How to make the best dosa?

And how to beat homesickness with food

In early 2019, I quit by job at NITI Aayog and moved to Tripura. Although we got married a year earlier, Chandni and I hadn’t stayed together yet. This was our first attempt at recreating what we saw our parents were able to do - stay together under one roof, cook food, and go about our normal lives. This was important for us because we were staying more than 4000 kilometres away from our homes, and anything familiar to hold on to would make it easier on us. A big part of that is our own food. Dosa is definitely at the top of that list

How to make bad dosa?

  1. Making dosa with instant dosa powder available in the market is a sure shot way to make some of the worst dosa you’ll ever make. Don’t do it. We did it for far too long because we didn’t commit ourselves to make the dosa batter ourselves.
  2. The second mistake that compounded our troubles was using non-stick pan for making dosa. It’s not worth the effort.

The recipe for bad dosa is instant dosa powder and non-stick cookware. Avoid at all costs.

How to make good dosa?

  1. Make the batter yourself
  2. Invest in a good cast iron dosa tawa

On this, I’ll entertain no debate. Nothing beats a cast iron tawa in the quality of dosa it produces. Now let’s get into the details of each step.

How to make the best dosa batter?

The ingredients are easy to get almost anywhere in India - rice, urad dal, fenugreek seeds, and flattened rice. That’s it.

  • Rice: If you are in Kerala, no need to worry at all. Get doppi rice. However, if you are outside Kerala, you might want to do a trial and error a few times to figure out which works well. Usually, boiled rice works well. Ask the storekeeper if it’s a stick variety. If yes, then ask for a less sticky variety. To balance the stickiness, you can add a part of raw rice.
  • Urad Dal: Again, if you are Kerala, no need to worry at all. Get usual uzhunnu. If you are outside Kerala, try to get whole urad dal and not split urad dal.

I’ve tried with two different ratios - by weight and by volume. For me, measuring by volume has given the best results. (Here 1 cup is 200 m.l.). The below given measurements are sufficient for approximately 25-30 medium sized dosas.

  • Rice - 2 cups
  • Dal - $\frac{1}{2}$ cup
  • Fenugreek seeds - 1 tablespoon
  • Flattened rice - $\frac{1}{4}$ cup

Steps

  1. Wash all ingredients very well.
  2. Soak them for at least 6 hours
  3. Grind all ingredients together till a smooth, thick paste is formed.
  4. Keep it aside for 8-10 hours to allow fermentation
  5. Before making dosa, add water as needed. (Okay, I give up. It’s very difficult for me to put it in words what consistency the batter should be! 😉)

Tips

  • Don’t add salt until after fermentation
  • If you want the dosa to have a slight golden colour, add a bit of jaggery mixed with water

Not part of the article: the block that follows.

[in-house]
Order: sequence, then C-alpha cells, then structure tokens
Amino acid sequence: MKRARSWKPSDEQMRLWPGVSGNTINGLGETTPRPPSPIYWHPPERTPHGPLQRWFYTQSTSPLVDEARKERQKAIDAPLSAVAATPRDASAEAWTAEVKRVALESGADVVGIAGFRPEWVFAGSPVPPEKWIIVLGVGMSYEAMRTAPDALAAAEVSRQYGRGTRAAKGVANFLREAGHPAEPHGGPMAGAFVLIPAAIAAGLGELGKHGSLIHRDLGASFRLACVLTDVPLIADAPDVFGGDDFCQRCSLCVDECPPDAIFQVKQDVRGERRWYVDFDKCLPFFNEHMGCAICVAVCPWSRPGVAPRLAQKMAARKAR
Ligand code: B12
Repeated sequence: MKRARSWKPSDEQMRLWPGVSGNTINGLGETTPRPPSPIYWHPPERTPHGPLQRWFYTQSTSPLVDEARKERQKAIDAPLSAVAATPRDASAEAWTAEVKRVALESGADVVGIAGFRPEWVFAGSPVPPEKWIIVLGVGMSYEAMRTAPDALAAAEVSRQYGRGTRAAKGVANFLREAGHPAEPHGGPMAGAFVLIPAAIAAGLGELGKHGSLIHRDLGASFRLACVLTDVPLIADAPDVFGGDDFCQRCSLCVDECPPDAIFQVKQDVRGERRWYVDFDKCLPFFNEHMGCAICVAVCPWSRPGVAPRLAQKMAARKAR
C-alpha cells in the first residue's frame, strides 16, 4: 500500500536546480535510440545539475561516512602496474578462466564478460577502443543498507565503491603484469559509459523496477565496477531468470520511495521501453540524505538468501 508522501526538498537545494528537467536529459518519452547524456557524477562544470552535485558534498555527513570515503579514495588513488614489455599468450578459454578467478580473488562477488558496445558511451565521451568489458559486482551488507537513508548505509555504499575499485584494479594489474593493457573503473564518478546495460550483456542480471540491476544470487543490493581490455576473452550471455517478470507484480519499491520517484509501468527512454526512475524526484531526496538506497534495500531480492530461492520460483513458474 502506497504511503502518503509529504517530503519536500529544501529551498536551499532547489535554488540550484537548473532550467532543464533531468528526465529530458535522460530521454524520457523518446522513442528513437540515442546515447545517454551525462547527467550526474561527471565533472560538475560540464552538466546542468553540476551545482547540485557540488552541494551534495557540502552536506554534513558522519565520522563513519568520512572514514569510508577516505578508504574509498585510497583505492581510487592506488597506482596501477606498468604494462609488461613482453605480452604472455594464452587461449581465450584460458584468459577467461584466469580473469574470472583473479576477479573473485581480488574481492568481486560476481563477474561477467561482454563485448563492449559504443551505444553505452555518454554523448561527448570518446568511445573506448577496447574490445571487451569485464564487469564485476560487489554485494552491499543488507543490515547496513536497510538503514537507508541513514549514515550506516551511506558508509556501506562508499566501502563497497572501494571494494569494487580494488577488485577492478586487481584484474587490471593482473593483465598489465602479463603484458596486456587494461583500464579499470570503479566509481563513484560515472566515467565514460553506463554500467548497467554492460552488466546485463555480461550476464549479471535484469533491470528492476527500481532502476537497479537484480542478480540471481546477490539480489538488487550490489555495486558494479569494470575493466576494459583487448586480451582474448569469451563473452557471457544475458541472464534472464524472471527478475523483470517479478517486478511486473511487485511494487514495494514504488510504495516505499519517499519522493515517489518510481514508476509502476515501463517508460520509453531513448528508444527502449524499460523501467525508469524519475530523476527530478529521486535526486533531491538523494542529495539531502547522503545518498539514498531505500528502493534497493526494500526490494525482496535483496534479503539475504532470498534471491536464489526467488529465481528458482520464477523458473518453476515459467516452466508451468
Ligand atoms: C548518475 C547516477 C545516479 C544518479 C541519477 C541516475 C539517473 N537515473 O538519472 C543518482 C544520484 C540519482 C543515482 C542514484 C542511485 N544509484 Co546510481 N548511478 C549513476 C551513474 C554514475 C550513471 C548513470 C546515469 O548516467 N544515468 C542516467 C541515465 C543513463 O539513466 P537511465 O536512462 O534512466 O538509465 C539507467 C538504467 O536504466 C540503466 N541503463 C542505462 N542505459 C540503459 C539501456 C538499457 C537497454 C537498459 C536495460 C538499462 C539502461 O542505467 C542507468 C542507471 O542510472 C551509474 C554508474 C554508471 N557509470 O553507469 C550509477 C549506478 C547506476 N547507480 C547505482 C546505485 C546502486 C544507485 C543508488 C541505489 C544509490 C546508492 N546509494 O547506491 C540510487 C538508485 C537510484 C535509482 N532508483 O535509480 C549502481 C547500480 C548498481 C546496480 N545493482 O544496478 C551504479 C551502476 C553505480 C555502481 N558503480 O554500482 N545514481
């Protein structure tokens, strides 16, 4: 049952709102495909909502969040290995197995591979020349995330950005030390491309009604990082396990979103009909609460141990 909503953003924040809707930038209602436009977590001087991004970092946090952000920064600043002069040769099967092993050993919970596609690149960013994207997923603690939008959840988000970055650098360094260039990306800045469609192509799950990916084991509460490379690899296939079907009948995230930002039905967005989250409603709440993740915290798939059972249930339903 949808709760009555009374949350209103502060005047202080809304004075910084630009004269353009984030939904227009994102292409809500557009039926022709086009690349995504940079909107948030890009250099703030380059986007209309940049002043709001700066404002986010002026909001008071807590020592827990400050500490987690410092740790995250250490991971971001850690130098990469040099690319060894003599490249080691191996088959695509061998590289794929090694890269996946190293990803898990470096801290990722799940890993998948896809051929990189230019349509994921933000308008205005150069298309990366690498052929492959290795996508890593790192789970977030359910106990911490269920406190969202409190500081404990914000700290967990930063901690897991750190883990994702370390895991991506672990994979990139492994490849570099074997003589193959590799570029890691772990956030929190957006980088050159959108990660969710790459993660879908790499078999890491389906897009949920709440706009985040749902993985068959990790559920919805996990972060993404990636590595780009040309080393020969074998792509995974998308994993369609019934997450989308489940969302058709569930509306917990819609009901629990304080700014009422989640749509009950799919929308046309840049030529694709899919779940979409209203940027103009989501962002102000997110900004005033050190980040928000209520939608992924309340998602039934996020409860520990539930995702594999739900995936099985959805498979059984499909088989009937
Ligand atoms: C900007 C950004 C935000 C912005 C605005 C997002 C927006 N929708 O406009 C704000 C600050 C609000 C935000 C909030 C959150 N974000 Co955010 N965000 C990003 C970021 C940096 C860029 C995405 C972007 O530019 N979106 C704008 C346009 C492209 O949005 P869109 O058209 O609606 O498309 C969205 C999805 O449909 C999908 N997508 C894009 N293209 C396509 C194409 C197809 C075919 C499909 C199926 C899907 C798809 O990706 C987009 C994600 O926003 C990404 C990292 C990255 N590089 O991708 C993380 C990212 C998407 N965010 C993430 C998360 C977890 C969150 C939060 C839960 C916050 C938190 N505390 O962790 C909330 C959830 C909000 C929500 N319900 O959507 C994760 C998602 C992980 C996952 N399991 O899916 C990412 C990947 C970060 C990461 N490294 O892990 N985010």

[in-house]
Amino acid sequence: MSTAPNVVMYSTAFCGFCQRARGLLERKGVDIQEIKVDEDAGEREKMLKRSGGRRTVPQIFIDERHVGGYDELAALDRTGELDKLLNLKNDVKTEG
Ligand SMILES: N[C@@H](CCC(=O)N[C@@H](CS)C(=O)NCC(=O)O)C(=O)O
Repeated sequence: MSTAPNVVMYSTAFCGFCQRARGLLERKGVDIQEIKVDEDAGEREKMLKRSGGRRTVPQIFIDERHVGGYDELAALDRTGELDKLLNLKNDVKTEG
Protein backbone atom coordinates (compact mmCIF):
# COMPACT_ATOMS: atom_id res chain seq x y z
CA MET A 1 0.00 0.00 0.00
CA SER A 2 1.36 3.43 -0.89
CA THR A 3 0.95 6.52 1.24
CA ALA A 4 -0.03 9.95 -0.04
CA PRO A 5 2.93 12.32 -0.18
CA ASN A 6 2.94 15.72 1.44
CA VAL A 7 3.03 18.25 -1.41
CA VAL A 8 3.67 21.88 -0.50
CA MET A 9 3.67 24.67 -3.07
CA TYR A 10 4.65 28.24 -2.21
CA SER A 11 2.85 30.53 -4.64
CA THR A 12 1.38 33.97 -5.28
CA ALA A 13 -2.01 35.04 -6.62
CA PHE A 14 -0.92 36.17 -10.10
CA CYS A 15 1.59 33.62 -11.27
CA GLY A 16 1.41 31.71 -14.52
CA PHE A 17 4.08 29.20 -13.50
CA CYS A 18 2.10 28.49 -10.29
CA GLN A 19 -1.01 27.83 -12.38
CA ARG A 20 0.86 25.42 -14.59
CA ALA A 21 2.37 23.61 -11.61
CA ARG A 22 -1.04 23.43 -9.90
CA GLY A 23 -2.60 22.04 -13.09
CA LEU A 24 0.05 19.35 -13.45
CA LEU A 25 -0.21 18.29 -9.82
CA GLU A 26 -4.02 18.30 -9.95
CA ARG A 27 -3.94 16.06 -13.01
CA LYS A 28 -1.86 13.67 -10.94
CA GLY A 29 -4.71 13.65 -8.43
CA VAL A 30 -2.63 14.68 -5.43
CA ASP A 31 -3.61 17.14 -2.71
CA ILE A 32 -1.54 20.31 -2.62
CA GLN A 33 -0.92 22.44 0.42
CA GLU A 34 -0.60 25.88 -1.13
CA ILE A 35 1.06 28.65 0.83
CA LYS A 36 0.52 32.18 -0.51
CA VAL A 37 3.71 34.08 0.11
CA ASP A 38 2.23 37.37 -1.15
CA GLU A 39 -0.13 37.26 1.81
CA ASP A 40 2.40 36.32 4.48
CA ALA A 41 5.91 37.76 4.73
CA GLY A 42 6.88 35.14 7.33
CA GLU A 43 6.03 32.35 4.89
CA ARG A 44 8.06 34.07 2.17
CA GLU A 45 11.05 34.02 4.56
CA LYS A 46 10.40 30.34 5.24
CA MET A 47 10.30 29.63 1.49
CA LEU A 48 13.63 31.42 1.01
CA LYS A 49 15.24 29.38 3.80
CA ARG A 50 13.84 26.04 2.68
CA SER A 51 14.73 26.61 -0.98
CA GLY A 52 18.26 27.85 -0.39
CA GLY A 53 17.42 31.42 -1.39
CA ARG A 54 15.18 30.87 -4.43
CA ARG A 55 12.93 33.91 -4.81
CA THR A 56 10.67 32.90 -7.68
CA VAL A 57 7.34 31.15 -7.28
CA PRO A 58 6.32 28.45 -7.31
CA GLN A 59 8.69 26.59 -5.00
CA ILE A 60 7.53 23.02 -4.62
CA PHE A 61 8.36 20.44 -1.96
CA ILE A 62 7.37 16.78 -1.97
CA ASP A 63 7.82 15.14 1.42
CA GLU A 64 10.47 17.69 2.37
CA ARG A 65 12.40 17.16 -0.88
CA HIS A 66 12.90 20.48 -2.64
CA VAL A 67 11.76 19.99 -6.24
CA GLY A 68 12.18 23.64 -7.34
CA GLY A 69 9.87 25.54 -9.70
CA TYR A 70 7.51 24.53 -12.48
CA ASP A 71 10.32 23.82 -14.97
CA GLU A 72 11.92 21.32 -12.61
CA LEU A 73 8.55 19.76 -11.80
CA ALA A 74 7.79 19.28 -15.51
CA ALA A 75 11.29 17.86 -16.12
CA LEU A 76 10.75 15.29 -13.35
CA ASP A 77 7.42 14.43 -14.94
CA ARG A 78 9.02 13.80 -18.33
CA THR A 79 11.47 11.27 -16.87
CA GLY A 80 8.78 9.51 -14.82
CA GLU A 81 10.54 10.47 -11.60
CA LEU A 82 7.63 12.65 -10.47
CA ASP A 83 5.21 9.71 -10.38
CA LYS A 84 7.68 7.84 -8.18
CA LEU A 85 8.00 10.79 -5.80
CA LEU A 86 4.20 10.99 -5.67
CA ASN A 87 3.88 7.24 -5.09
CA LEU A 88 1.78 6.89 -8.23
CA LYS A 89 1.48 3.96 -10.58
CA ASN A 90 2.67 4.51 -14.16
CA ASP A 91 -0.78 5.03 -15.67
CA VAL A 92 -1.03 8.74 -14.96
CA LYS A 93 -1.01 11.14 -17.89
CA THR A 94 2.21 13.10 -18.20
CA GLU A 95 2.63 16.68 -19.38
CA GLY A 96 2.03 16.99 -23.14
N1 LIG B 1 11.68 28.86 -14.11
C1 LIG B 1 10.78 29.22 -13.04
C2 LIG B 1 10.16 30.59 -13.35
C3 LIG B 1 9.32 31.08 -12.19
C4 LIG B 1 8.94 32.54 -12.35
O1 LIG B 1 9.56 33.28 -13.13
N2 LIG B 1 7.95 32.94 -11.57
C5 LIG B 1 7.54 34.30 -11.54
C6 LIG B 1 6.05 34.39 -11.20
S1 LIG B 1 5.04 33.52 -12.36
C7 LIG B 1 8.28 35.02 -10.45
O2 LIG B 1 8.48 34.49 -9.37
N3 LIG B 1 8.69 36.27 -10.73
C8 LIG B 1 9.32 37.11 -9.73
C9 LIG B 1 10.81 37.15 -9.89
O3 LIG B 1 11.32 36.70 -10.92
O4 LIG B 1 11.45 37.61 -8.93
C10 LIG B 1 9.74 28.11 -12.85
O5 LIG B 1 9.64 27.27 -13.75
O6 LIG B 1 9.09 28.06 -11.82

Cast Iron Pan

One of the most important ingredients to make successful dosa is to invest in a good quality cast iron dosa tawa. For a long time I thought the tawa was made of stone because in malayalam we call it dosa kallu or dosa stone. Until recently, Chandni and I continued to make dosa in non-stick tawas with below average success. We finally decided to take the plunge and purchase one. Due to lockdown restrictions, it took more than 45 days for it to arrive here in Kanchanpur, Tripura.

Once you get it, the first thing you have to do is to season it.

How to season a cast iron tawa

  1. Wash off rust and dirt completely. This will take several attempts. Use a mixture of water, vinegar and soap to quicken the process. Make sure rust and dirt are completely gone.
  2. Wipe it with a dry cloth and allow it to dry completely.
  3. Apply oil (preferably gingelly oil, or any vegetable oil. Don’t use coconut oil) on the usable side of the tawa. Rest it for 15 minutes.
  4. Put it on medium flame. When it’s reasonable hot, scrub the tawa with a sliced onion. You can see goo being formed. Switch off the gas.
  5. Allow the tawa to cool down. Wash it properly.
  6. Repeat Steps 2, 3, 4, and 5 at least 4 times.
  7. Apply oil again and keep it overnight. It’ll be ready for use in the morning.

Congrats! Your cast iron tawa is now seasoned well.

Making Dosa

So now you have the best dosa batter and a cast iron pan. All you have to do is make crispy dosa.

  1. Put cast iron tawa on medium flame
  2. Apply gingelly oil (or any vegetable oil) and spread it with a sliced onion or a clean tissue
  3. Sprinkle water to cool down the pan (this allows us to spread the batter evenly)
  4. Pour a ladle of batter on the middle of the pan and carefully spread it in round circular motion
  5. Allow the batter to partially cook
  6. Pour a few drops of oil on the dosa (to make it crispier)
  7. Once the dosa turns golden brown and crispy, using a spatula, flip it to allow the other side to cook
  8. Take it off the tawa and enjoy your dosa!

Bring your home closer with food

This is especially true for people who live far away from their hometowns. The sure shot way to make you forget homesickness is to cook the food that you are familiar with. Since moving to Tripura, Chandni and I have been slowly upping our cooking game. Full disclosure: She does 70% of the cooking. I do 30% (mostly breakfast items, which are my specialty) and help out wherever I can. We are now confident that we can make most of the Kerala dishes here, in Tripura. A part of Kerala lives inside us through our food. 😄

Arun Sudarsan
Arun Sudarsan
Economist and Policy Researcher

Arun is an Economist, passionate about Open Data and its potential to increase state transparency and accountability. Loves teaching. Previously worked at NITI Aayog. To subscribe to this blog’s mailing list, please enter your details here. Check your spam folder if you are missing updates. Thanks for subscribing!

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